Ross (UPS): Following up on Nick’s comments, foreign entities need to meet with our government, which is an opportunity they certainly have available to them. Beyond that, though, you need to hire locally. You need to become part of the community. When UPS expands into other countries, we certainly do that. It’s the best way for you to understand another country’s culture. Moreover, it’s invaluable to work side by side with the government of that country on projects that are important to them. It shows you’re investing in them and are in it for the long term.
McConnon (DDC): In the US, it’s more important than it might be in other countries to work with local businesses, perhaps even more so than working with government. It goes beyond Washington. Foreign entities need to go into the states and cities where they are investing to make sure and create those relationships ahead of any problems they might encounter. This is particularly important when you are involved in public-private partnerships that are going to run municipal functions or state municipal functions.
Jaffe (ANA): The Internet has created a truly international marketplace, so even an organization such as ours, whose members are primarily US-based and US-focused, works multi-nationally. The most important thing is to understand the cultural differences between the US and your nation. There are significant societal differences. For example, how different countries view privacy issues and the like. You have to work with local experts to gain that insight, just as US-based entities must do when venturing abroad.
Glickfield (Beekeeper): When we advise multinational clients, we really focus on making sure the message is cohesive and consistent globally. A foreign entity entering the US should certainly adhere to that.
Sheridan (Sheridan): I’ll look at this from the standpoint of foreign leaders or individuals who have done inspiring work that has really left a mark on US audiences. In almost every case, it goes back to values.
I worked on the campaign started by Bono and Bobby Shriver a number of years ago on the (Product) RED project to engage the private sector in raising awareness and funds to help eliminate HIV/AIDS in Africa. Frankly, we were concerned that this Irish rock star, who tended to get preachy, would come to America and talk about how we should be caring for babies and poor people in Africa.
Despite the obviously important message, we felt it might not be received well. However, our worries proved totally unfounded. He struck a chord with Americans by connecting with something they valued. Americans like the idea of a challenge that could be confronted. Americans ultimately connect to something that makes them feel good about themselves and their own values.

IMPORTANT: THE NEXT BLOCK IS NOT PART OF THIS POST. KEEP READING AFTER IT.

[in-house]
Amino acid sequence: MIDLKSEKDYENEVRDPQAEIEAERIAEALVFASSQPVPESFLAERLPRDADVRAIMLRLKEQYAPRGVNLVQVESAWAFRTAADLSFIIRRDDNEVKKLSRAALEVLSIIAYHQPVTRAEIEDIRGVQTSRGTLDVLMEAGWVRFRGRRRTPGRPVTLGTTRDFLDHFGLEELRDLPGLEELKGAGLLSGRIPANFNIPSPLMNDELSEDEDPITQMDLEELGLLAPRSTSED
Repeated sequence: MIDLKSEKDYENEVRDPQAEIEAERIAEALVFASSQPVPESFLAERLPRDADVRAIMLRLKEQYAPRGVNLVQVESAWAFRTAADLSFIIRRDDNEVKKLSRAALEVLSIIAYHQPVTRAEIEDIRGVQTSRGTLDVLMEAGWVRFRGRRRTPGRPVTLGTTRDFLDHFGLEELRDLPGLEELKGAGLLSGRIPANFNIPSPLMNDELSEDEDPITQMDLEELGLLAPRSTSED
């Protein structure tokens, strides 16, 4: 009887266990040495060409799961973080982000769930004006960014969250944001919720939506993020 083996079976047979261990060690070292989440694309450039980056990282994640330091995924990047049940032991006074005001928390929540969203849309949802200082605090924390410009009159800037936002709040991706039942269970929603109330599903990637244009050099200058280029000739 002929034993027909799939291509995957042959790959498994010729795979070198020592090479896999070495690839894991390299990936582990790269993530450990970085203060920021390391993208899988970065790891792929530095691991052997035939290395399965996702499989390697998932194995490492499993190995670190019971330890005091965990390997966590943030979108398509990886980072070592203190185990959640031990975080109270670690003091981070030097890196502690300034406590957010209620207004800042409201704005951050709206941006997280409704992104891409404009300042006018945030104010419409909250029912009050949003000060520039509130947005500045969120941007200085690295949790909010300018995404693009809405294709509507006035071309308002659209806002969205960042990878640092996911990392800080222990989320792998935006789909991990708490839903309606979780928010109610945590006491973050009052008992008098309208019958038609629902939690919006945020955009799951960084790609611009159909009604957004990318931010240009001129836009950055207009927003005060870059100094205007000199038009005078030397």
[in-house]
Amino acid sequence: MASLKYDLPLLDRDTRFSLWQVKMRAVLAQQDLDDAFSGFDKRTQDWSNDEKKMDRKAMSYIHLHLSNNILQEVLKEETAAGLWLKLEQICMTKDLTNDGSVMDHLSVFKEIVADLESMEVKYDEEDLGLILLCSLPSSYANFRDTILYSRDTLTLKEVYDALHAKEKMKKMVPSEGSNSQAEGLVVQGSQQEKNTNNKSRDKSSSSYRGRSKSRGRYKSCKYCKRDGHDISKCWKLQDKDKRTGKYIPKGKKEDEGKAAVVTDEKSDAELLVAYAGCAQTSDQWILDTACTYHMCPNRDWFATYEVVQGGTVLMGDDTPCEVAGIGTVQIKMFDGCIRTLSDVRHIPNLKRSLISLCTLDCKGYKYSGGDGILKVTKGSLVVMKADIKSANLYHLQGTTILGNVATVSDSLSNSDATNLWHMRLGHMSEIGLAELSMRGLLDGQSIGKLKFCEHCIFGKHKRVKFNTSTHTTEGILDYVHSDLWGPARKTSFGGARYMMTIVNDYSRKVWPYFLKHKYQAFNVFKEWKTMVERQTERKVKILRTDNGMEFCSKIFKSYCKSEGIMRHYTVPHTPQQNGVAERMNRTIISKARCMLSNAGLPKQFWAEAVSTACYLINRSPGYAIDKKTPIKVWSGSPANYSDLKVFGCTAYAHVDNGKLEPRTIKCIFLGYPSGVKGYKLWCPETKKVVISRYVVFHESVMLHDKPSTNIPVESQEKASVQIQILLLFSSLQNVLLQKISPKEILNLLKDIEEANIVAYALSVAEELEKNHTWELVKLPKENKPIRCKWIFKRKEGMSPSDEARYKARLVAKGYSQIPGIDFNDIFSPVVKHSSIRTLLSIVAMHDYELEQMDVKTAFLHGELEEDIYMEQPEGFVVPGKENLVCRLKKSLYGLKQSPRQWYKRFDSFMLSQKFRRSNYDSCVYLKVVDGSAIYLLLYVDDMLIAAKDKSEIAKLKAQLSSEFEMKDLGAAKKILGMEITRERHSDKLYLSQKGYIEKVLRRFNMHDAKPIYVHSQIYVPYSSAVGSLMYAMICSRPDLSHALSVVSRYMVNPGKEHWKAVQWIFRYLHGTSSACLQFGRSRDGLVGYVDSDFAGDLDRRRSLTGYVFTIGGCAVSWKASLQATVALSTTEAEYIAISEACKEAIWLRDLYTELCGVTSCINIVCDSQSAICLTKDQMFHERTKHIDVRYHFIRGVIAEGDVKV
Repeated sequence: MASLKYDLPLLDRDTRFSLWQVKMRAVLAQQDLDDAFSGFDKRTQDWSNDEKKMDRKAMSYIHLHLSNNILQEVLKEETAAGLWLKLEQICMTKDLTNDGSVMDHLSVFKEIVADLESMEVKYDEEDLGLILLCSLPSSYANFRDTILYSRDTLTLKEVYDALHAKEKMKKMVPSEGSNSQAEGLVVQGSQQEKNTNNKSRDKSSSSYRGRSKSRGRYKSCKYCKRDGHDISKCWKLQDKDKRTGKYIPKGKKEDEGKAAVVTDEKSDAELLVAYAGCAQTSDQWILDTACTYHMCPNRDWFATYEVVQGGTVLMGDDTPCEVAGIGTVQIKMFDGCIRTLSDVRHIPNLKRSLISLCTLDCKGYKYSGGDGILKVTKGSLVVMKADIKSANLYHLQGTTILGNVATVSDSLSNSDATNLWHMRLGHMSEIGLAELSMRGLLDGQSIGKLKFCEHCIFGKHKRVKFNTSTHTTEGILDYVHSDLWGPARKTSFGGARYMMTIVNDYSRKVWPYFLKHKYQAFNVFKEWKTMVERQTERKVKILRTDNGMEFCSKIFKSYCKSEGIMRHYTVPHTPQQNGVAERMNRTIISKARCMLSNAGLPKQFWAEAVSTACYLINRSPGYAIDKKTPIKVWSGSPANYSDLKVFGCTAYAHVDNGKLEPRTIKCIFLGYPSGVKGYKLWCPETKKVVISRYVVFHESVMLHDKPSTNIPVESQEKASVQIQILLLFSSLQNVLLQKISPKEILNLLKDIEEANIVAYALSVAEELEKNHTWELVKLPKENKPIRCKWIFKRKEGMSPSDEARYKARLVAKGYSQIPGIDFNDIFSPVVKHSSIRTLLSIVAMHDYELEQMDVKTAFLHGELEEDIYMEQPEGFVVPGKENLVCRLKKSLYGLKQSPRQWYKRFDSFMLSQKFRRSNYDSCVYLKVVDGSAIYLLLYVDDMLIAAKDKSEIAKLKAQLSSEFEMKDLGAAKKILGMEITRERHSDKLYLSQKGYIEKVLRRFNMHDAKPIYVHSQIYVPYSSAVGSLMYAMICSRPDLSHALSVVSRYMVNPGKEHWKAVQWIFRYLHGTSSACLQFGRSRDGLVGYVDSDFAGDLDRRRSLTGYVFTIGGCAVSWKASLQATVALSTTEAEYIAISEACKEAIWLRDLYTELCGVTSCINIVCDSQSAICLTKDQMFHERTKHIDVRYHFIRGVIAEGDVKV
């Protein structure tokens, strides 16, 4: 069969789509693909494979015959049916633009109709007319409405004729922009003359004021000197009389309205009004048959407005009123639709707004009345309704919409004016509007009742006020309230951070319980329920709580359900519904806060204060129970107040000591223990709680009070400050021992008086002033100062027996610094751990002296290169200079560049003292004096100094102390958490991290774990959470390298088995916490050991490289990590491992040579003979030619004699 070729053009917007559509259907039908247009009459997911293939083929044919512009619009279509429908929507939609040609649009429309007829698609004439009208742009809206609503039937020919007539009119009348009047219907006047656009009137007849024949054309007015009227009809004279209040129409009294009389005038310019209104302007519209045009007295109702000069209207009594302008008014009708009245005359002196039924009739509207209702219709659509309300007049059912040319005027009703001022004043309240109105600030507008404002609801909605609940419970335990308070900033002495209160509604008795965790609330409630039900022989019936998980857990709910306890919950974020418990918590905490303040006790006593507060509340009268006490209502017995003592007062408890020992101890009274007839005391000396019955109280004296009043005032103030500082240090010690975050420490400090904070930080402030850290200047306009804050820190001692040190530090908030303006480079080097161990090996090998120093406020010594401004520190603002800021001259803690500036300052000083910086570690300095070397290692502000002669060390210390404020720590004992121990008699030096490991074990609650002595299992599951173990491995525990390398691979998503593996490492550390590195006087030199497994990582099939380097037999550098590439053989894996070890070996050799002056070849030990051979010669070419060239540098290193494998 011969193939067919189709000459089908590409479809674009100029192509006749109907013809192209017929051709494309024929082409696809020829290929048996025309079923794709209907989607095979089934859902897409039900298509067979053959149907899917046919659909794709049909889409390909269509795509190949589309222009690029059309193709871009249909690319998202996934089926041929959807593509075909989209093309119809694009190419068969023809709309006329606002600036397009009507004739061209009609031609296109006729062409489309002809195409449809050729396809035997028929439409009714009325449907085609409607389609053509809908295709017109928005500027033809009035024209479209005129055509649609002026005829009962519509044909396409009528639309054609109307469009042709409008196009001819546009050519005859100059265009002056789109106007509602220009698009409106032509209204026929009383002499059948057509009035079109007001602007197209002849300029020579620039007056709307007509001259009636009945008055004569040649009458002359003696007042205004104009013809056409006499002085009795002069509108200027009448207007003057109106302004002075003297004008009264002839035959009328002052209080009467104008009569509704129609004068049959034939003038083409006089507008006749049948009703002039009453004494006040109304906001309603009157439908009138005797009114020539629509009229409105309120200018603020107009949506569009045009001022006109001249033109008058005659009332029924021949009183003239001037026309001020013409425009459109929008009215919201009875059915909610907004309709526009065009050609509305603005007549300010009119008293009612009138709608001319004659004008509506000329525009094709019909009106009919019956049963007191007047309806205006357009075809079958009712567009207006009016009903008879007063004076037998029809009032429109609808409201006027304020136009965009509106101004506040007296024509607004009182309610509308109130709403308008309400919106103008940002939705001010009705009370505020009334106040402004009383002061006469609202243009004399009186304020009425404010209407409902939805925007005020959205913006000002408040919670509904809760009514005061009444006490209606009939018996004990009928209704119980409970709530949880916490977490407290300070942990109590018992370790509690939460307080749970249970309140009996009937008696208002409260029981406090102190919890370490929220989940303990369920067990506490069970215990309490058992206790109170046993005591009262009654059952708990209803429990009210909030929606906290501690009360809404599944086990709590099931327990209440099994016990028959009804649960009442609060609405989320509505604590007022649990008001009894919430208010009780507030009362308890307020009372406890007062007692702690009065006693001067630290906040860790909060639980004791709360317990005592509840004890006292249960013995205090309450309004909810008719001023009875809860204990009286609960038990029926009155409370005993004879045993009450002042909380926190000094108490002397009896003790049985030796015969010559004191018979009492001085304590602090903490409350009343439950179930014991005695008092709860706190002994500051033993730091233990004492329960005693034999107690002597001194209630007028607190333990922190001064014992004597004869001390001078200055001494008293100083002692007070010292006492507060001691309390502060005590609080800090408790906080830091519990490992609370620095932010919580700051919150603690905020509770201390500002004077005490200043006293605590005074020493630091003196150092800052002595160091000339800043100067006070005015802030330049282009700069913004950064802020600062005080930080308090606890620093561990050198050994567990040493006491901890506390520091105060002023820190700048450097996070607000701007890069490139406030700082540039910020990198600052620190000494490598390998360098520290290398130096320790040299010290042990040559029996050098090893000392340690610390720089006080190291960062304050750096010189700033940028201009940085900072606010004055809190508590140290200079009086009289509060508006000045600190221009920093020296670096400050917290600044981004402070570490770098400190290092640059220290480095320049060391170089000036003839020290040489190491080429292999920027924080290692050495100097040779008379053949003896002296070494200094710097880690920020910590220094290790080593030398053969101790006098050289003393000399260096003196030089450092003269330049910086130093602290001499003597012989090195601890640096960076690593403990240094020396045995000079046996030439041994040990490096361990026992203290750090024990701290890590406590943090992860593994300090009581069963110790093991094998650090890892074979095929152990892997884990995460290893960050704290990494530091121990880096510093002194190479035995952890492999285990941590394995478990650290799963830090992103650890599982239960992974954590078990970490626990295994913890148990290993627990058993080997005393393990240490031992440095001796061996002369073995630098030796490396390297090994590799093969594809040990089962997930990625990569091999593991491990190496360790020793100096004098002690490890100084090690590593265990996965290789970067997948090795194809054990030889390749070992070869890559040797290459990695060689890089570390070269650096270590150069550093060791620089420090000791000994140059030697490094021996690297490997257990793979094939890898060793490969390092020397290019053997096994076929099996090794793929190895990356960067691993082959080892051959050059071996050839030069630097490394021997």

It goes to authenticity. Look no further than Pope Francis. He has effectively changed people’s views on the world because what he says rings true, it rings authentic, to almost everyone, whether Catholic, or not.
Hutchinson (WGL): Our company is mostly regional, but we have started to work with India to the point where we are now providing a third of the country’s gas through resources here. As we enter that country, we look very carefully at the regulatory challenges at the federal, state, and local levels. As we move to address issues in India, we must take a hard look at how energy is impacting not only that country, but the entire region.
How the US is viewed globally in terms of energy is dramatically different from five years ago. We are no longer as dependent on foreign resources, as there are a plethora of them domestically now. We now have to concern ourselves with how we are viewed elsewhere in the world as a significant portion of our business now supplies gas to India. We must also focus on the political challenges that will come up in India and the surrounding region.
Our situation is an example of what foreign entities would encounter when they enter the US in a similar capacity.
Ingram (NAN): The type of organization I represent will lend itself to a vastly different perspective on this topic, but I will note we often get approached by foreign governments and organizations to talk about how we deal with civil rights in the US. They are very interested to engage us and learn how we go about changing laws and the like.
Maloney (Hess): While transparency and trust are words used globally, foreign entities will quickly learn that they are both particularly important in terms of building relationship here. And this obviously takes time and nurturing. You cannot expect to come here and fix a problem immediately. You have to be committed to it.